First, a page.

With a possible exception of Zimbabwe, Africa has known fewer occasions where white Africans really got involved in how black governments run the affairs of the countries they live in.
The only time they get involved is when a particular government is pursuing a policy that threatens their livelihood, especially if it is about wealth re-distribution or land expropriation.
We are witnessing polarising and contentious moments in both Namibia and our immediate neighbour, South Africa. While Namibia is pursuing a policy that seeks to re-distribute wealth, which is undeniably and hugely concentrated into the hands of a few white citizens, South Africa is exploring the route of expropriating land without compensation.
The Namibian government, with good intentions, is hell-bent on making the New Equitable Economic Empowerment Framework (NEEEF) see the light of day, to the chagrin of white citizens.
What is irksome to them, as has been widely reported, is that NEEEF envisages to make it mandatory for white-owned businesses to sell at least 25% of their shares to black Namibians. While ignoring the tragic past that has haunted, for decades, Namibia’s economic turn-around in relation to wealth re-distribution while perpetuating white economic supremacy, a large part of the white community has labelled – and understandably so – this policy as vindictive and a punishment to success.
What cannot be denied in modern economies is that there is no way one can make a certain quarter of the population better-off without making another quarter worse-off. The field of economics refers that arrangement to as “Pareto Efficiency”. The apartheid regime pursued policies that resulted in that very kind of “efficiency”, the results of which are still visible in our skewed economy today.
Perhaps I should confront the possible consequences which the government needs to be prepared for by implementing NEEEF. I will bring those consequences to the fore by narrating my encounter with a Zimbabwean economics professor that I met five years ago on board a plane from Windhoek to Jo’burg.
He made a statement that he had never failed a single student before, but had recently failed an entire class. This, he said, happened because his class had insisted that socialism works better than capitalism, and that no one would be poor and no one would be rich in a socialist state. Socialism is the greatest equaliser, they argued.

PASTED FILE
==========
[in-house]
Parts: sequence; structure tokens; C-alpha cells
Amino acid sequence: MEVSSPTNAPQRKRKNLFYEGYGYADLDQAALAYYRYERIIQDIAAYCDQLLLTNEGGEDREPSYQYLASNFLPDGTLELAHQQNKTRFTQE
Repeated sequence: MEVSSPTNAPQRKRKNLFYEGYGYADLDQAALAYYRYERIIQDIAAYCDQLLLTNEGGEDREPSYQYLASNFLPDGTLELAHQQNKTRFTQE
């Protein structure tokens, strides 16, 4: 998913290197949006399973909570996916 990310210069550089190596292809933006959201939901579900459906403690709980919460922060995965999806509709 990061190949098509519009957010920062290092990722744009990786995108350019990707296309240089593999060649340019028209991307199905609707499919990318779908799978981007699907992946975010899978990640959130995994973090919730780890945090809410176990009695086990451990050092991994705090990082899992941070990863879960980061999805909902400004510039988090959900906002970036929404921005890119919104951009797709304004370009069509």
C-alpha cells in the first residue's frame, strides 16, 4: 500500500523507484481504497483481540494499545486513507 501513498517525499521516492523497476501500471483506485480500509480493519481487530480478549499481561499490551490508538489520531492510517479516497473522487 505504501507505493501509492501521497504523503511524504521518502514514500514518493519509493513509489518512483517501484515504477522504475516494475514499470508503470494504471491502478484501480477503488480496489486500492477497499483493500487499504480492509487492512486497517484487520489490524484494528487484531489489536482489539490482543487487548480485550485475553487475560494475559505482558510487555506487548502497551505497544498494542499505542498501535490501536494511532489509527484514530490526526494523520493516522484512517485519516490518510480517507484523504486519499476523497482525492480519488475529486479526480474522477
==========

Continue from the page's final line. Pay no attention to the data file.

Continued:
This resonates with Namibia’s wealth re-distribution attempt. The Professor, apparently, said: “Okay, we will have an experiment in this class on socialism. All grades in your tests will be averaged, and everyone will receive the same grade so that no one will fail and no one will receive an
A”. To prove their point, the whole class, apparently, agreed.
After the first test, he narrated, the grades were averaged and everyone got a B. The students who studied hard were upset and the students who studied little were happy (free-riding). In the second test, the students who studied little had studied even less, and the ones who studied hard decided they wanted a free ride too so, they too studied little. The second test’s average was a D and no one was happy. When the 3rd test came, the average was an F. As the tests proceeded, the scores never improved as the bickering, blame games and name-calling resulted in hard feelings and no one would study for the benefit of anyone else.
To their greatest surprise, all failed and the Professor told them that socialism would also, ultimately, fail because when the reward is great, the effort to succeed is great, but when government takes all the rewards away, no one will try or want to succeed. It is a pity that this class had to learn socialism the hard way. Hypothetical or real, I found the story not only interesting, but also sensible. A few Economic lessons can be deduced from this story in the context of NEEEF: (1) It is impossible to legislate the poor into prosperity without, to some degree, legislating the wealthy out of prosperity; (2) What one person receives without working for, another person must work for without receiving; (3) The government cannot give to anybody anything that it does not first take from somebody else; (4) One cannot multiply wealth by dividing it (capitalist perspective); (5) When half the people get the idea that they do not have to work because the other half will take care of them, and when the other half gets the idea that it does no good to work because somebody else is going to get what they work hard for, that is where hard work ends. It is just human nature.
Thus, NEEEF, in its finality, must speak to these realities.